Will the Rise of the Machines Take over Your Eye Health?

If you’ve seen the Terminator movies, you know all about how they see. The second its eyes are set on a person; they know everything there is to know—the stat line runs like a news ticker.

A new study is suggesting that “smart” contact lenses could do the same… for your doctor.


Preliminary research is showing that soft contact lenses equipped with small electronic circuitry, batteries, and antennas are able to monitor and feed information to eye doctors about the patient’s eye health. A potentially useful tool considering “visit the eye doctor” isn’t particularly high on most people’s to-do list.

A group of Korean scientists that published their work in the journal Scientific Advances shows the lenses collect eye fluid to look for evidence of glaucoma, retinopathy, diabetes, and other eye diseases. They tested the lenses with success on rabbits and one human, although a small human study using similar technology occurred in 2016.

If that scares you, you’re probably not alone. An electronic device on your eye’s surface can be awfully worrying. But the threat of glaucoma, a condition that can progress quickly and is irreversible, might make it worthwhile.

Glaucoma is one of the leading causes of blindness in people over 60 and is caused by abnormally high pressure in the eye. The pressure is a result of a build-up of fluid that leads to vision problems and is associated with high blood pressure, diabetes, and more.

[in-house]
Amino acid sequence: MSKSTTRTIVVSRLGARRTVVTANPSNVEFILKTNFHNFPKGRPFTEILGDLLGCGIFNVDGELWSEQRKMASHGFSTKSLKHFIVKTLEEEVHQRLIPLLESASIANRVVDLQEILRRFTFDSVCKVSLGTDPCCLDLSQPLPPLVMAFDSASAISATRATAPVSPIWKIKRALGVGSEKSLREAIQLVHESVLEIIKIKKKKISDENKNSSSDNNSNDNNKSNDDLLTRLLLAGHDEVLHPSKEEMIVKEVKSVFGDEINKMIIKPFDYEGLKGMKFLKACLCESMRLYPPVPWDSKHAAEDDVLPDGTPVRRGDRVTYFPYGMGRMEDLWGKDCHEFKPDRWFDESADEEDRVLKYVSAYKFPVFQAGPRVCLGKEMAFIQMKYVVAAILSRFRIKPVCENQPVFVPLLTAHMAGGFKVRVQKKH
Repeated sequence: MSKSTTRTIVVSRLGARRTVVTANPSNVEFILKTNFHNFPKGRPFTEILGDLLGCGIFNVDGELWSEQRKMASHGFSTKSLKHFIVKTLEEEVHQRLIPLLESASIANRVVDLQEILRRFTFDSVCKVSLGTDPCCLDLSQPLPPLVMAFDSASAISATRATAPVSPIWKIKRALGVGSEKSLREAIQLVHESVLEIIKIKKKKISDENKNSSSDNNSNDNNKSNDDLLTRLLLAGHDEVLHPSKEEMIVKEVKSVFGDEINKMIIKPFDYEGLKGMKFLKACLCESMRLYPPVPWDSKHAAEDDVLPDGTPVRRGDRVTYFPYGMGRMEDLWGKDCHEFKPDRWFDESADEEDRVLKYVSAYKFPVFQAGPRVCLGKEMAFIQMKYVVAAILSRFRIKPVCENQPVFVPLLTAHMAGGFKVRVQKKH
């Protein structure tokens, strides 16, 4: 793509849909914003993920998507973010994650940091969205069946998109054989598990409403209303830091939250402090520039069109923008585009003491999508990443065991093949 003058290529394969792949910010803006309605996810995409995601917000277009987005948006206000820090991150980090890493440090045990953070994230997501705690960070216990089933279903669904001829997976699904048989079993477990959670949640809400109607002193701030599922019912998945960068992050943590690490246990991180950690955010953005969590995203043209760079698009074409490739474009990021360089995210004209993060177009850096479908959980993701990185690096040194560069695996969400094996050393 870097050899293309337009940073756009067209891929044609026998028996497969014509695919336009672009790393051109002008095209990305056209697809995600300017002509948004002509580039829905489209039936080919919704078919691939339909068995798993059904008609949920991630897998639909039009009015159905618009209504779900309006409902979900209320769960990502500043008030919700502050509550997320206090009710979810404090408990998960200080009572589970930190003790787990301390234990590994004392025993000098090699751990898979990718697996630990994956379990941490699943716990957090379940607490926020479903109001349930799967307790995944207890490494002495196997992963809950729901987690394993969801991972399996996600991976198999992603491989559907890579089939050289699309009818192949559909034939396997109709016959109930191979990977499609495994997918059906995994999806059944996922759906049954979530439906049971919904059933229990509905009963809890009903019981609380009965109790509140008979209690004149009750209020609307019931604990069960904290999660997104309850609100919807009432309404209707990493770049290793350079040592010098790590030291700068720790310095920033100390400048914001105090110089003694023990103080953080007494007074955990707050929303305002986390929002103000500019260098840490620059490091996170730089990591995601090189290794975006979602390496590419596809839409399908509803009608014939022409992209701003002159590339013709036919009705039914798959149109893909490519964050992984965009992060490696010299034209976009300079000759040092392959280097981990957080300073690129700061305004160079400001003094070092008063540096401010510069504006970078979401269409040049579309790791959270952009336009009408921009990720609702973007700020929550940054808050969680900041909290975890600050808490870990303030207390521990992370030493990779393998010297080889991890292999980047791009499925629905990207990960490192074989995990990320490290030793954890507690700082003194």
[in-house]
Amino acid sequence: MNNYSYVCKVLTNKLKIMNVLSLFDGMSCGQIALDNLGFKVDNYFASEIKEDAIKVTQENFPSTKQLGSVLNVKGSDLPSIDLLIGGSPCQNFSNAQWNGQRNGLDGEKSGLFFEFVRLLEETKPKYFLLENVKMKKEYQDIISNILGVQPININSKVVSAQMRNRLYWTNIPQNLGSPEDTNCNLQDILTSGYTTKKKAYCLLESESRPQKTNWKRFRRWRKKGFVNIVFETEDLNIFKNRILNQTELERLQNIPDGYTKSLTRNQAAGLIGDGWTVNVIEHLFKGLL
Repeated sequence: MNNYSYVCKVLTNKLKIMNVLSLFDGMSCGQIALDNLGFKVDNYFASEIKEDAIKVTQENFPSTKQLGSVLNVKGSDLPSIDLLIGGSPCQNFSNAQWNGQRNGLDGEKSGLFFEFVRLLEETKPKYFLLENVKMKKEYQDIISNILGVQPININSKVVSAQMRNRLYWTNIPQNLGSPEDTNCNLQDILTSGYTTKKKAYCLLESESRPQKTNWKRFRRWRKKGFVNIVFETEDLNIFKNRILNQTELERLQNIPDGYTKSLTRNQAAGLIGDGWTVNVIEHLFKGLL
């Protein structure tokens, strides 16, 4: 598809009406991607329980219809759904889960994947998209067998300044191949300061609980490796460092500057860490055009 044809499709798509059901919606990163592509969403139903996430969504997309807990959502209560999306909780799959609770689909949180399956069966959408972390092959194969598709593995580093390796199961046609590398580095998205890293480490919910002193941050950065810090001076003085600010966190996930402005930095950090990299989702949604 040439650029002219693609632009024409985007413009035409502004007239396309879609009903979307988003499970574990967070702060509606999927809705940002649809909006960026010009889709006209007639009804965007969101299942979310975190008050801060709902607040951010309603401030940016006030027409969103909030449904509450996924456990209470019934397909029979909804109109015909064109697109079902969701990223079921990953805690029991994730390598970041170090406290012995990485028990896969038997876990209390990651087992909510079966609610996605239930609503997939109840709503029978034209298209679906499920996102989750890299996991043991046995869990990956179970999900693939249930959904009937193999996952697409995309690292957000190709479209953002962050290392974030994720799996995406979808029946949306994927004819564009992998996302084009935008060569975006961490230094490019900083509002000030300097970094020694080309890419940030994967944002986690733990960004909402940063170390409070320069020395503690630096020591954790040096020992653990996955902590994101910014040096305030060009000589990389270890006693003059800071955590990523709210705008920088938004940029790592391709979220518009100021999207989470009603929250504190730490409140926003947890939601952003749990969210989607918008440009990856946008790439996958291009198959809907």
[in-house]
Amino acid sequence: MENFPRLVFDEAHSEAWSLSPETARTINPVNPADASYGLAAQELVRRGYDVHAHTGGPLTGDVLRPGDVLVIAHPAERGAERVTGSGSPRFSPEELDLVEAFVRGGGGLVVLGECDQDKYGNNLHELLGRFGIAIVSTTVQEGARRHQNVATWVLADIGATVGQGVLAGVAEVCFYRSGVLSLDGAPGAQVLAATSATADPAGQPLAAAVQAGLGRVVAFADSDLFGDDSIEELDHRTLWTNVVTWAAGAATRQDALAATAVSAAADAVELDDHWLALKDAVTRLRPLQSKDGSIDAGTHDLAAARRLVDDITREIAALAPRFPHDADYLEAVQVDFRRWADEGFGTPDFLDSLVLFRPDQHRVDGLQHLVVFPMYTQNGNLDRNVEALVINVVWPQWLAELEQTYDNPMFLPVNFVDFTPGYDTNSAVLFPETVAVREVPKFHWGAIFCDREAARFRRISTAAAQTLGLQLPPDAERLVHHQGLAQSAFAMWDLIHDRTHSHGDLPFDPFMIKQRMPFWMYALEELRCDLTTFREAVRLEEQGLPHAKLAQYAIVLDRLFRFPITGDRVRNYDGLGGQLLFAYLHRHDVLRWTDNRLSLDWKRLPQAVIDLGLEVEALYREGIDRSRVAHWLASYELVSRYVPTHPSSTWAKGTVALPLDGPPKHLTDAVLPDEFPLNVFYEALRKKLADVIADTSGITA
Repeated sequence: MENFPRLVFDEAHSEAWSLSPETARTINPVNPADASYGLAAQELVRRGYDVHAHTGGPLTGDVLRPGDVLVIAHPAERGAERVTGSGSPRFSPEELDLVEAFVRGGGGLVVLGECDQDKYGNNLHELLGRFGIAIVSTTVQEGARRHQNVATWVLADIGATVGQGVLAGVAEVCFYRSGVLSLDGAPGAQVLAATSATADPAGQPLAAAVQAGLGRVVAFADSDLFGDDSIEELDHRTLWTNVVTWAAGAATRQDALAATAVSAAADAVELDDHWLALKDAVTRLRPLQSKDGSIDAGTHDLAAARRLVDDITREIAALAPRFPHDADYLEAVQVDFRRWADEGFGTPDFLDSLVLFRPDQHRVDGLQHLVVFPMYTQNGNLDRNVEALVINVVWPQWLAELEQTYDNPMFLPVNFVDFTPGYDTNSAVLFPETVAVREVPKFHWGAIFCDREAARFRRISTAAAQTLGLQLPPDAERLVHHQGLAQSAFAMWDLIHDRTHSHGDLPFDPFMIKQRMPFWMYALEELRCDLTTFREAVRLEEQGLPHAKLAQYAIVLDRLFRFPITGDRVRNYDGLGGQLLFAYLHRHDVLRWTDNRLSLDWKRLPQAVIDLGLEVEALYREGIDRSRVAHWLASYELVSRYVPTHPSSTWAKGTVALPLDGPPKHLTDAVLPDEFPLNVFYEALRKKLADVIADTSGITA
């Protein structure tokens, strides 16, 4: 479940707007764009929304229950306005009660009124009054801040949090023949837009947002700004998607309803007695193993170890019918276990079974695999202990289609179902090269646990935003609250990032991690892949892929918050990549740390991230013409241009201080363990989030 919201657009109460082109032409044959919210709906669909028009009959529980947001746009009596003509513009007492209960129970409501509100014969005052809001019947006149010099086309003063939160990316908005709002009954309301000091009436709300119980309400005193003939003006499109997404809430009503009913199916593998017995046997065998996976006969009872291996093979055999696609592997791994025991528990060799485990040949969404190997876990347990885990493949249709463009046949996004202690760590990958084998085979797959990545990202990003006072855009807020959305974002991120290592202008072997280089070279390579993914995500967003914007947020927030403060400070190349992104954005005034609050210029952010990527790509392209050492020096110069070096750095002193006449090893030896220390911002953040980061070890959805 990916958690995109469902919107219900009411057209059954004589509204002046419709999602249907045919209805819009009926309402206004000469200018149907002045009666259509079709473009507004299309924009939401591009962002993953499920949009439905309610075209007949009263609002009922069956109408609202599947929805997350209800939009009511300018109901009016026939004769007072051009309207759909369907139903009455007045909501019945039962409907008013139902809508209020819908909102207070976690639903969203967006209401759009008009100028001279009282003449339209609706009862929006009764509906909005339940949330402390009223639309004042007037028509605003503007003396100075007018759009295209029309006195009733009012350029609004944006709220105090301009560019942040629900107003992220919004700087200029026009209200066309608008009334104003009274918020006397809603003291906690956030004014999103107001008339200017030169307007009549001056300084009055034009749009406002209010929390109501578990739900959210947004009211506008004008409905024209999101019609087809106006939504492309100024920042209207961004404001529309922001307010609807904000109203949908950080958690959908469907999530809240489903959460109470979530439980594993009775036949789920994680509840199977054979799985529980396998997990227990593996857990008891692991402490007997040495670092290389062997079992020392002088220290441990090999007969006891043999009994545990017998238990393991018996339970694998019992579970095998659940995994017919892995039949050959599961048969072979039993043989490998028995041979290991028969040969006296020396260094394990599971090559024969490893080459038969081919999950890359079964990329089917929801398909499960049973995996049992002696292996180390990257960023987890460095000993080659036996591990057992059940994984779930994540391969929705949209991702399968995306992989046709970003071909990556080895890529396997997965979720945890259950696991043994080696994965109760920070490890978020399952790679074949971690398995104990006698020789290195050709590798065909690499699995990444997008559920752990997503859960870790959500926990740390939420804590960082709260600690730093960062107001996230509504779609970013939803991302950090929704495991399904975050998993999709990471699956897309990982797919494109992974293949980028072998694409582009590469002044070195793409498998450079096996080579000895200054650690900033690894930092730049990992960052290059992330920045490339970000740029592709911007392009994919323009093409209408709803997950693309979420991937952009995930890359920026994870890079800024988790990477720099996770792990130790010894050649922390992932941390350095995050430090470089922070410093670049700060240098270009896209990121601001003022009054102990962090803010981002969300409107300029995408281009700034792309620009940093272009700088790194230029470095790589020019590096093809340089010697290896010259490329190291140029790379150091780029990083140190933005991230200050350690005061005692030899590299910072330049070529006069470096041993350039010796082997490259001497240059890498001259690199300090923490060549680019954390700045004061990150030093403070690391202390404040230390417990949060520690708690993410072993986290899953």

There are ways to promote better eye health that might relieve pressure and reduce the risk of glaucoma. If you don’t want to wait (“smart” lenses must still undergo lengthy human trials) for technology, some of the things you can try include:

  • Eating a healthy and nutrient-dense diet rich in zinc, copper, selenium, and antioxidant vitamins A, C, and E.
  • Exercise safely. Getting regular cardiovascular exercise may help limit eye pressure.
  • Limit caffeine intake
  • Sip fluids frequently, but don’t consume a quart or more within a short period.
  • Sleep with a wedged pillow to keep the head slightly elevated.

Author Bio

Devon Andre has been involved in the health and dietary supplement industry for a number of years. Devon has written extensively for Bel Marra Health. He has a Bachelor of Forensic Science from the University of Windsor, and went on to complete a Juris Doctor from the University of Pittsburgh. Devon is keenly aware of trends and new developments in the area of health and wellness. He embraces an active lifestyle combining diet, exercise and healthy choices. By working to inform readers of the options available to them, he hopes to improve their health and quality of life.



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